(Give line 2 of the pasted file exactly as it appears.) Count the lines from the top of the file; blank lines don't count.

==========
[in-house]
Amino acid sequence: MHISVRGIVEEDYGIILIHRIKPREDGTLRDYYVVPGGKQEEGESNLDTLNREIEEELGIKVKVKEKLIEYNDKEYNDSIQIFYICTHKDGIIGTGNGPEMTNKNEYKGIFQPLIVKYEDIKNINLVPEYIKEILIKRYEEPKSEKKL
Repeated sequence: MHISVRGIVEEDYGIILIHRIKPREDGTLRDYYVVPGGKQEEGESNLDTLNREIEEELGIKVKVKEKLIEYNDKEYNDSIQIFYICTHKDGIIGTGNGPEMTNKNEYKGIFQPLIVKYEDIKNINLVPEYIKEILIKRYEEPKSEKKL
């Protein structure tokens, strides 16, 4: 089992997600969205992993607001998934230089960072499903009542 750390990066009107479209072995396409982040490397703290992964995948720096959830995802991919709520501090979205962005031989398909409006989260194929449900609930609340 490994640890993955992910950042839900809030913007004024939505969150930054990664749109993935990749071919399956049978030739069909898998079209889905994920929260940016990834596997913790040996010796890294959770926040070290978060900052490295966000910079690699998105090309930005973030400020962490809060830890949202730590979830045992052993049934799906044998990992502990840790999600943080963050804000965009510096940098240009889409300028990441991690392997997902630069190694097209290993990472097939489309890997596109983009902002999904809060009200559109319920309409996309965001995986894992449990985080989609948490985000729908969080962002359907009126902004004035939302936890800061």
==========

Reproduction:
Amino acid sequence: MHISVRGIVEEDYGIILIHRIKPREDGTLRDYYVVPGGKQEEGESNLDTLNREIEEELGIKVKVKEKLIEYNDKEYNDSIQIFYICTHKDGIIGTGNGPEMTNKNEYKGIFQPLIVKYEDIKNINLVPEYIKEILIKRYEEPKSEKKL